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A Hero's Widow Is Forced to Wait for Benefits

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Albuquerque, NMA common problem with social security disability is the delay many Americans encounter in obtaining their SSDI benefits after applying for them. It is such a problem that Congress included funds in last year's economic stimulus measure in an effort to process a backlog of claims. This year the Obama Administration seeks an additional $350 million to help funnel applications for Social Security benefits more quickly to those in need.

But it's not just SSDI claimants who are seething with wrath at the bureaucracy while their bills pile up. It happens in other sectors, too.

A compelling story has surfaced in New Mexico about an off-duty police officer who came to the aid of a young boy in distress while swimming during a church event. It was in August 2002 that the 12-year-old boy slipped below the surface of the upper Rio Grande. Kevin Schultz, an off-duty officer with the Pojoaque Pueblo police, came to the boy's aid.

The boy survived, but Schultz did not.

In the aftermath of the brave officer's death—a man who always carried his service revolver, his badge and his radio with him in the event his help was required in an emergency—there have been delays in acquiring workers' compensation benefits for his family.

A trio of doubters is standing in the way of those benefits, according to the Albuquerque Journal on 9/14/10. Pojoaque Police Chief John Garcia, Workers' Compensation Judge Helen Stirling and New Mexico Mutual Casualty Co. were not convinced that Schultz's lifesaving deed was "within the course and scope of his employment."

Yet Schultz received a number of honors, including the US Coast Guard's Silver Lifesaving Medal and the Medal of Valor from the Pojoaque Pueblo. Both awards cited Schultz's bravery beyond the call of duty.

"Your husband, Kevin Schultz, died in the line of duty," Pojoaque Governor George Rivera, then the lieutenant governor, wrote Cheryl Schultz in October 2003. "The Pueblo of Pojoaque will do anything necessary for you to receive survivor's benefits, workmen's compensation or any other benefits available to you and your grieving family."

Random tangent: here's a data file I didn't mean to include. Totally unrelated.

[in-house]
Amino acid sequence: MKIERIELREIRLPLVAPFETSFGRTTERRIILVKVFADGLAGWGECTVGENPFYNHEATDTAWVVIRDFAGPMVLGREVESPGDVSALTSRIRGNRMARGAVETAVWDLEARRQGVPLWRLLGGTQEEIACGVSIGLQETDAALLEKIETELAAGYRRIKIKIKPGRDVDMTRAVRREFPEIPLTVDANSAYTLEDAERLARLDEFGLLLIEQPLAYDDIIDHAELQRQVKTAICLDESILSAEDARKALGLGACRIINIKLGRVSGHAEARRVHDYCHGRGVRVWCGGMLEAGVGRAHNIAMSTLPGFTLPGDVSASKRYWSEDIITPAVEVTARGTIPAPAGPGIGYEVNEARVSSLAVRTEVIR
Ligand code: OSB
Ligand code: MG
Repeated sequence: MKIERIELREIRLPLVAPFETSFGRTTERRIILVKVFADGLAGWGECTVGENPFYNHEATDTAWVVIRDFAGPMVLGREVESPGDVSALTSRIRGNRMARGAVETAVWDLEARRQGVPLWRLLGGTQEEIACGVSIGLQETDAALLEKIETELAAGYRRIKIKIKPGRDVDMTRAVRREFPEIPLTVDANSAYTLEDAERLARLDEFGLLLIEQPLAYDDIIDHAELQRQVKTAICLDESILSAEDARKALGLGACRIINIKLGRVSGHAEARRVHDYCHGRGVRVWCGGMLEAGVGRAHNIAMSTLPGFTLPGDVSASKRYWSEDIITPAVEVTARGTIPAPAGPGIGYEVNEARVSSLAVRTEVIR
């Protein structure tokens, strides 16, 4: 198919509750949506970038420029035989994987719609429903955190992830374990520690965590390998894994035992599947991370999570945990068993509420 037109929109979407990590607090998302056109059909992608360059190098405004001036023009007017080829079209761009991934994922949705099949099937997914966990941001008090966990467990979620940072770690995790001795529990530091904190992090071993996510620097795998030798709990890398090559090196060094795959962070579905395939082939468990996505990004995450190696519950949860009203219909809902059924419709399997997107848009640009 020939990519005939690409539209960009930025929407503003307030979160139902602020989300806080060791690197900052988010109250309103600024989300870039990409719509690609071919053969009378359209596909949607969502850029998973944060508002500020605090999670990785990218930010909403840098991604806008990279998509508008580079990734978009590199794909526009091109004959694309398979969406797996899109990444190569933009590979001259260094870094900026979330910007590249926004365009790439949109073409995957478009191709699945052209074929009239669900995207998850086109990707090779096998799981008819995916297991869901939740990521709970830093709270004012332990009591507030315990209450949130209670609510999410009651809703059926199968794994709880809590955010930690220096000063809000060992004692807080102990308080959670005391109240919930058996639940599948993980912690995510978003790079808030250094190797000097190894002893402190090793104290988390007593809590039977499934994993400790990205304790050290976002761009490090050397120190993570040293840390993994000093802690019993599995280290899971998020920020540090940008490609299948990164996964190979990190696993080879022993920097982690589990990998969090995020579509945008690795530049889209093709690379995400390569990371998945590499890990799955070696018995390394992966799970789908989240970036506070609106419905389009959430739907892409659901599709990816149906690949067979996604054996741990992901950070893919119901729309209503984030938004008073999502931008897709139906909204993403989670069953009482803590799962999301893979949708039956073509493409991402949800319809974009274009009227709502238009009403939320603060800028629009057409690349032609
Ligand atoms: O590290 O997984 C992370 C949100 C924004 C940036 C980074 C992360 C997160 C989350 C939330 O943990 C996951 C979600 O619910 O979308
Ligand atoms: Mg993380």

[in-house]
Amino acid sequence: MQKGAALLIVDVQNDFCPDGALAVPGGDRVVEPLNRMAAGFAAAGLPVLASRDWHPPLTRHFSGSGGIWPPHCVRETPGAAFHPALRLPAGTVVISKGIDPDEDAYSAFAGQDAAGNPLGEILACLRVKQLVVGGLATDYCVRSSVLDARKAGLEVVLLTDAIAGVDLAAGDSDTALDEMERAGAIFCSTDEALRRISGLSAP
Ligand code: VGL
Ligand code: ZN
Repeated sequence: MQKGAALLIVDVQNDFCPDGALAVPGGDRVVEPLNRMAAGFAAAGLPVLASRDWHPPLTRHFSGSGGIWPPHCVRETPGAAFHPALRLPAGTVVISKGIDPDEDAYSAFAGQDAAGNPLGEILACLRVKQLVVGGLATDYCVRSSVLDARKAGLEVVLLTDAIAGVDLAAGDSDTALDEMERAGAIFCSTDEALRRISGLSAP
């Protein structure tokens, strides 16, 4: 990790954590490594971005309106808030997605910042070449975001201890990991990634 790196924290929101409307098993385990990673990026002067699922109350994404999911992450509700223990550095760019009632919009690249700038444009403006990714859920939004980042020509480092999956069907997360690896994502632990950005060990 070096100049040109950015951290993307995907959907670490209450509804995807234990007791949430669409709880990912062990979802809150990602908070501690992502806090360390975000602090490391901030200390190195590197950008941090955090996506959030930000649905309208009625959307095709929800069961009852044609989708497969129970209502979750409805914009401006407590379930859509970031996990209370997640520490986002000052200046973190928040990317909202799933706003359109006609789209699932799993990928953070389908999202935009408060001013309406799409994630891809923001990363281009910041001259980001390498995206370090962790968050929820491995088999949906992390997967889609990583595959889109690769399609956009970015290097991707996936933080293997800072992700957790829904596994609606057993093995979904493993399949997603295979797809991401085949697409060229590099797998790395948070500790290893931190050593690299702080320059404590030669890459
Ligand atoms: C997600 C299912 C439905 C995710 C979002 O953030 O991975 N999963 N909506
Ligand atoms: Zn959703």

Schultz was approved for benefits by the Justice Department, acknowledging that he had been killed in the line of duty. The New Mexico Department of Public Safety also concluded that the officer had died in the line of duty. His name is listed on the law enforcement memorial wall in Santa Fe.

Schultz's name also graces the National Law Enforcement Officers Memorial in Washington, DC, which commemorates officers killed in the line of duty.

And yet the police chief indicated that in his view Schultz's was not the result of a work-related injury—and a judge backed up that position in court, denying the claim in March 2008 and finding for New Mexico Mutual.

Cheryl Schultz appealed that ruling, but the notice of appeal was delayed in the mail and arrived two days after the stated deadline. The Court of Appeals dismissed the case.

In the summer, however, the state Supreme Court overturned the dismissal and remanded the Schultz case to the Court of Appeals, finding that the filing delay was not within the control of Schultz's widow.

While the case is back in play, it will likely be months before the matter will be heard. In the meantime, Cheryl Schultz is forced to exist on social security benefits, her SSI disability check from a previous back injury and financial aid for which she qualifies as a mature student attending the University of New Mexico. The amount Schultz is fighting for is $307,755. And even though her husband has now been dead eight long years, Schultz is still fighting for those benefits.

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